People’s inability to get out and shop for a new phone during lockdown, coupled with economic uncertainty and hardship, has resulted in people holding onto old phones for longer and postponing upgrades. However, we believe that long-term the segment will bounce back. Phones do not last forever and there is not currently a substitute device for smartphones (as the smartphone was the replacement device for the PC ten years ago). Therefore, eventually old phones will need to be replaced. This will result in “catch up” demand which we expect to start seeing in 2021. We anticipate the smartphone market will perform very well next year.
Memory supplier reactions
Capital expenditures Prior to the COVID-19 outbreak expectations were for combined DRAM and NAND capital expenditures (capex) of $38.8 billion in 2020, down 15% year-over-year, including both WFE and infrastructure spend. This decrease was a result of the memory market downturn that plagued 2019—and much of 2018 for NAND—as well as the timing of infrastructure build outs and technology transitions.
The current forecast assumes a much steeper 2020 capex drop-off, with combined DRAM and NAND capex of $33.8 billion, down 26% from 2019 and 13% lower than the prior outlook. It is expected that the memory suppliers will be more cautious with investments this year due to the uncertainty around second half demand and longer-term economic ramifications. The memory suppliers are likely to err on the side of caution and push spend into 2021 or potentially further depending on market conditions (FIGURE 4).
The ramifications of reduced capex are significant. Lower capex equates to slower technology transitions, fewer new wafer additions, diminished bit growth, and reduced cost per bit declines. Smaller cost declines may lead to lower profit margins and lower revenue TAM, depending on the impacts to memory average selling prices (ASPs). Given the uncertainty in the market, reducing capex in the near-term appears to be a prudent decision. The suppliers can hope that lower capex (and therefore lower bit shipments) will result in higher ASPs, offsetting smaller cost per bit declines.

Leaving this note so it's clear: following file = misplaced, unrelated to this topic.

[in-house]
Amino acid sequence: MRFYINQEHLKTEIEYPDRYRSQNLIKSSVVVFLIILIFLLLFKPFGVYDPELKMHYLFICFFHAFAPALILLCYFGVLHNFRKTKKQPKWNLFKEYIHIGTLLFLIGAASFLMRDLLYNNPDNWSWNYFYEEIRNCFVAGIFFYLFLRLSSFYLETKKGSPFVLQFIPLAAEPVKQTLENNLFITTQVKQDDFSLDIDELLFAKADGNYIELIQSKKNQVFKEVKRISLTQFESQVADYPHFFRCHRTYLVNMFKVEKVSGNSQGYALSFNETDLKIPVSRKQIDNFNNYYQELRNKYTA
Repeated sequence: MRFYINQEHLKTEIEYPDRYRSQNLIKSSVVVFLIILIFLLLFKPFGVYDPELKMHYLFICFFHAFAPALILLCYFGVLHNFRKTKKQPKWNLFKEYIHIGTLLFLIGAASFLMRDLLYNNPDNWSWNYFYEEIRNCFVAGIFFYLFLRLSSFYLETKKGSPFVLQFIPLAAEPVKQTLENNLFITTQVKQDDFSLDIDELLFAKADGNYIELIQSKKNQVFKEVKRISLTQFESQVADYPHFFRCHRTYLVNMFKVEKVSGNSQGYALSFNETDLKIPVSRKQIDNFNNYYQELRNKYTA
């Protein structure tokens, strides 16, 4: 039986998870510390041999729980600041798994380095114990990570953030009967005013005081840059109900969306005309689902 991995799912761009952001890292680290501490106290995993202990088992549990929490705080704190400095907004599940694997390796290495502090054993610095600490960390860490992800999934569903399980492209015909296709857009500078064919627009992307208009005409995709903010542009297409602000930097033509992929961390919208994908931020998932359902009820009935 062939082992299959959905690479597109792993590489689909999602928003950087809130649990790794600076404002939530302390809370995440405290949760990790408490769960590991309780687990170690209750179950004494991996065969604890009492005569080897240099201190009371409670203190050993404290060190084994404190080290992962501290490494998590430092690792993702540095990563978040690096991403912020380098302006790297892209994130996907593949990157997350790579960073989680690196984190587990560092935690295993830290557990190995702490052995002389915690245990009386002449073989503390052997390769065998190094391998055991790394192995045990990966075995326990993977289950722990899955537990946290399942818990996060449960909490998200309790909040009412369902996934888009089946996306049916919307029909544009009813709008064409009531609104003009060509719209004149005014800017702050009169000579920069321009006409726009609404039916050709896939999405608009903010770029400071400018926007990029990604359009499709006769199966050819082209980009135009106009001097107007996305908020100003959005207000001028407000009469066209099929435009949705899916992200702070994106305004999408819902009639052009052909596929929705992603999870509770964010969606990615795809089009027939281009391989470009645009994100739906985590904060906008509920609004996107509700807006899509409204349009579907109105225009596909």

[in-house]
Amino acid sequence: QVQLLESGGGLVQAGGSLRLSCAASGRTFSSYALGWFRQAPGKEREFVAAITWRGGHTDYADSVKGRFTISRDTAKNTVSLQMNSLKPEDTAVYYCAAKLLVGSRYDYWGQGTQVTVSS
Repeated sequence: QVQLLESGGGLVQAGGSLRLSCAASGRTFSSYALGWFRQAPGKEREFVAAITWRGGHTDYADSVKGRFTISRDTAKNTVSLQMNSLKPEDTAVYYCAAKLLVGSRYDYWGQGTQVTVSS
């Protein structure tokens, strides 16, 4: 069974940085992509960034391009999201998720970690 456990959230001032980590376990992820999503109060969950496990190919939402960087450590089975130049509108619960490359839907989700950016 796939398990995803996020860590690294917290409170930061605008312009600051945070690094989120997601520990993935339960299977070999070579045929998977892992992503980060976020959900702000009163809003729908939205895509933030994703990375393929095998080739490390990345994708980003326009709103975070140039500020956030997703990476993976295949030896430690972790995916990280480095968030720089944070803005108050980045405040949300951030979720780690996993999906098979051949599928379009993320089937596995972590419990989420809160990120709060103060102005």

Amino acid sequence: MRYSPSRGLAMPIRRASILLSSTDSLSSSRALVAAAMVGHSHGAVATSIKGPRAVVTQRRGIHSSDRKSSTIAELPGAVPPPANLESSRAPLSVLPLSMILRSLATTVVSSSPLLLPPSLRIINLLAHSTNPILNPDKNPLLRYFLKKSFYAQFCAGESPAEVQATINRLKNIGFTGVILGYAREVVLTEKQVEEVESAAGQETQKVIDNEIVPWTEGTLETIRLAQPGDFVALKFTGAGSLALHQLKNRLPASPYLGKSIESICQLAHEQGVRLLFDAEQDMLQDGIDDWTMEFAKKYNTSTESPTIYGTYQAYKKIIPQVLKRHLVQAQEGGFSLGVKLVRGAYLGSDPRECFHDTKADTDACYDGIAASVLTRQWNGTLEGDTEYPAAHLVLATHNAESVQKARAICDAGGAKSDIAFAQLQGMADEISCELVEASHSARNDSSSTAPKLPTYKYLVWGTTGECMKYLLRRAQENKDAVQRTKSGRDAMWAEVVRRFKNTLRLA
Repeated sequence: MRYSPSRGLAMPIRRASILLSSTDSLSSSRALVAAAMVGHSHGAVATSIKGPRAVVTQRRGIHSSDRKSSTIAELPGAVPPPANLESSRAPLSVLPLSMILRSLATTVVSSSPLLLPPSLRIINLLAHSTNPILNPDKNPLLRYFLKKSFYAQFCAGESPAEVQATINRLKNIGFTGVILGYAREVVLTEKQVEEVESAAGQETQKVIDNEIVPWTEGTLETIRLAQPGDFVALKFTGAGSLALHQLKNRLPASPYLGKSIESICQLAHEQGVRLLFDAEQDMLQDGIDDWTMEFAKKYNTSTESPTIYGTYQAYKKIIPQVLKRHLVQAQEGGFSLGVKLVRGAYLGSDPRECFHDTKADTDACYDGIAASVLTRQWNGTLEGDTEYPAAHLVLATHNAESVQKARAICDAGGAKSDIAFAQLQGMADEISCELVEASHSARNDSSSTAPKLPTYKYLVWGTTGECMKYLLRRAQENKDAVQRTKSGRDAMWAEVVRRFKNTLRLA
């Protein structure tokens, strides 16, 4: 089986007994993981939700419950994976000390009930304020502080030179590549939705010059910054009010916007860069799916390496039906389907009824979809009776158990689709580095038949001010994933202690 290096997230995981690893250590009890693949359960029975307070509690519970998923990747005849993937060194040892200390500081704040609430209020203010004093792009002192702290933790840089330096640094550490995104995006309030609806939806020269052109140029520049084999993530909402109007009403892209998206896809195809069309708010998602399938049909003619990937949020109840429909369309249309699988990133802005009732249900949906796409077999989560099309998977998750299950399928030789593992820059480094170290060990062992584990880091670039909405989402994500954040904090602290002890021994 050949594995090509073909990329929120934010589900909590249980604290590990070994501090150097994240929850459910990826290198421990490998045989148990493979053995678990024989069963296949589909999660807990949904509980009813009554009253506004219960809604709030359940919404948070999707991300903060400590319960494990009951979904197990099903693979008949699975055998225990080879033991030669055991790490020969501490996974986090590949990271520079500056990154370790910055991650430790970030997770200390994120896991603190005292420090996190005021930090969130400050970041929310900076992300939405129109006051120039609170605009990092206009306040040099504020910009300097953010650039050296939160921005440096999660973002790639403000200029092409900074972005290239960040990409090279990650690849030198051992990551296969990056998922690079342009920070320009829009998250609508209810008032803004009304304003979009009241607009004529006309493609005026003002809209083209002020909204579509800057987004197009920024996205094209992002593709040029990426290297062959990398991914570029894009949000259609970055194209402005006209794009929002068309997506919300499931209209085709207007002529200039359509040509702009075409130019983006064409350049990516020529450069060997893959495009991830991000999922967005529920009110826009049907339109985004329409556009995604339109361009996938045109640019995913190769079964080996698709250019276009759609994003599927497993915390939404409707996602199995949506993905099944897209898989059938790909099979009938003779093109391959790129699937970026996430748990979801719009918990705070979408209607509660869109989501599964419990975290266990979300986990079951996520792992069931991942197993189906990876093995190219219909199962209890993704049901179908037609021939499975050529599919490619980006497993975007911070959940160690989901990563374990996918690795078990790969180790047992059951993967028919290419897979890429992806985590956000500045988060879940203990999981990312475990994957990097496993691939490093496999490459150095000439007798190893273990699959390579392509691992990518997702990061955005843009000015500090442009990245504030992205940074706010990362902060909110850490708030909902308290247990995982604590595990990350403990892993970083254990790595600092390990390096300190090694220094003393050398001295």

Memory supply The impacts from the pandemic were felt by the memory suppliers almost immediately and have been reflected in first half bit shipments for both DRAM and NAND. The widespread work- and learn-from-home transition has provided a near-term boost to the memory suppliers, leading to first half memory bit shipments higher than previously anticipated. Shipment growth has been led by strong server and PC demand and customer buy-aheads due to supply chain concerns, which have helped offset initial COVID-related weakness in the smartphone and consumer markets.
Looking ahead to the rest of the year, although datacenter demand is expected to remain resilient, we anticipate continued weakness in the smartphone and consumer markets and softening PC demand after the initial surge from the first half wanes. Demand for traditional enterprise servers is also at risk, as economic uncertainty may lead to more conservative IT spend. As a result, second half 2020 bit shipment expectations have been lowered for both DRAM and NAND (FIGURE 5).
The impact to NAND bit shipments is not expected to be as significant as DRAM for a several reasons. Prior to the outbreak, 2020 NAND bit growth was already expected to be constrained, with the market just emerging from a major downturn and supply impacts from previous capex cuts taking hold. Additionally, NAND has the continued benefit of the HDD-to-SSD replacement cycle in PC’s, with the current PC demand surge coming from corporate buyers who overwhelmingly use SSD-based storage along with Chromebooks on the education side using NAND-based storage. Finally, the introduction of new gaming consoles later this year, which are shifting from HDD to high density SSD-based storage solutions, will provide a significant boost to bit demand in the second half.
For the full year, DRAM bit growth (2020 vs. 2019) has been lowered from 17% in the prior forecast to 15%, while NAND bit growth has been lowered from 30% to 29%.